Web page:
Secretary of Treasury

U.S. Treasurer Buys Home in 16th Street Heights

If you don’t live in or close to 16th Street Heights, you probably don’t know where it is. Okay, you know it’s near 16th St., but that’s about it. Either way, it’s a neighborhood with some...
Image shows a black-and-white engraving published in 1834 to portray Washington, D.C. and the west front of the U.S. Capitol grounds as they were in 1800. Includes the west end of the west grounds and Pennsylvania Avenue, with poplar trees planted in 1803.

Great First-Hand Description of Washington in 1800; Most Houses, Small Miserable Huts

We often wonder what the city was like in the early days. By all accounts, it was a miserable place to be. We dug up an interesting article in The Baltimore Sun from December 17th, 1853, which...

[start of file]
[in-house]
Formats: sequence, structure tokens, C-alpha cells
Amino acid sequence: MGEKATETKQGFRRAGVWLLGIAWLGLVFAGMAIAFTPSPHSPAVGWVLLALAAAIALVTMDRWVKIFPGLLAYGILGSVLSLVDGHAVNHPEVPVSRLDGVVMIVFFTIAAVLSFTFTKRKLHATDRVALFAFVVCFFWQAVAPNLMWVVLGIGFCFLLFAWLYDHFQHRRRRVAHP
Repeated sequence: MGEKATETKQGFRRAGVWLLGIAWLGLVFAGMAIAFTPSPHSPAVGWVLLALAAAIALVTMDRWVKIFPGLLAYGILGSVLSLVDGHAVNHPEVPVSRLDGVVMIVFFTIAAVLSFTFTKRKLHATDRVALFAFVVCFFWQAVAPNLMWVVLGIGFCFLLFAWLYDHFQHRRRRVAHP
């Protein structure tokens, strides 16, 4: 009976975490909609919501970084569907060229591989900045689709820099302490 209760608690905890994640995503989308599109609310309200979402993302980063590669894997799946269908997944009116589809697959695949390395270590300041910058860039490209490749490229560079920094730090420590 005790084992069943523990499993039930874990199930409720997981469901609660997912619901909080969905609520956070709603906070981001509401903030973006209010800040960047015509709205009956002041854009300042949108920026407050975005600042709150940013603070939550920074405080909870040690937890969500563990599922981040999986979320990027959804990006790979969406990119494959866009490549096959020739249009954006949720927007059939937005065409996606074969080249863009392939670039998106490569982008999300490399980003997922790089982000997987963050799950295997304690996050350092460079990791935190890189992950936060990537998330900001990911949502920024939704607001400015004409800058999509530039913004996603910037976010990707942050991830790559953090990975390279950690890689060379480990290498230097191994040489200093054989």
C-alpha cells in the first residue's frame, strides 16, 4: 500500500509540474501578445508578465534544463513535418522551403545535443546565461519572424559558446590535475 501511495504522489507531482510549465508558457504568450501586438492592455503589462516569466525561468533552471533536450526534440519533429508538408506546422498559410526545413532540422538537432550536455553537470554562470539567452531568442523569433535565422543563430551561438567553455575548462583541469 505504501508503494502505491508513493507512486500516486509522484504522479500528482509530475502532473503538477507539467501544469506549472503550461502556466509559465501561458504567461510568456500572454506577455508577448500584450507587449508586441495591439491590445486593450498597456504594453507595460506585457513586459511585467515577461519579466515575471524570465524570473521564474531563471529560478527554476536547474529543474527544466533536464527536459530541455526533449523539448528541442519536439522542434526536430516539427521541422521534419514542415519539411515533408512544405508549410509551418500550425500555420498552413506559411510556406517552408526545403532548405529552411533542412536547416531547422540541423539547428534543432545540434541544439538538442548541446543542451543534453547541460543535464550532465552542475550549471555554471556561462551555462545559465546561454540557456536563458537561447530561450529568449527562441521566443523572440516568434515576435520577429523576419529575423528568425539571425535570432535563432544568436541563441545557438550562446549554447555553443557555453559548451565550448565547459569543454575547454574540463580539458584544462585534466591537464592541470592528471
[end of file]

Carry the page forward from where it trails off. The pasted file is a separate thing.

Japanese embassy posing for photo with naval officers at Washington's navy yard (Library of Congress)

Arrival of First Japanese Embassy at the Navy Yard (1860)

In January 1860, the Tokugawa shogunate sent a delegation to the United States with the primary objective of ratifying the Treaty of Friendship, Commerce and Navigation (aka, the Harris Treaty). Commodore Matthew Perry (not Chandler) had opened Japan (forcefully)...
Franklin MacVeagh in 1909 (Wikipedia)

All Ideas of Beauty and Order Are Forgotten in the Suburbs

Secretary of the Treasury Franklin MacVeagh was a man that appreciated beauty and the aesthetics of architecture. He was also a clear supporter of urban planning with an eye towards maintaining or enhancing the appeal of...

Read This Book: A Neighborhood Guide to Washington, D.C.’s Hidden History

This is a great book if you’re interested in some local Washington history. Jeanne Fogle does an excellent job highlighting sites in the District that are less known to tourists and residents alike. I tore through...
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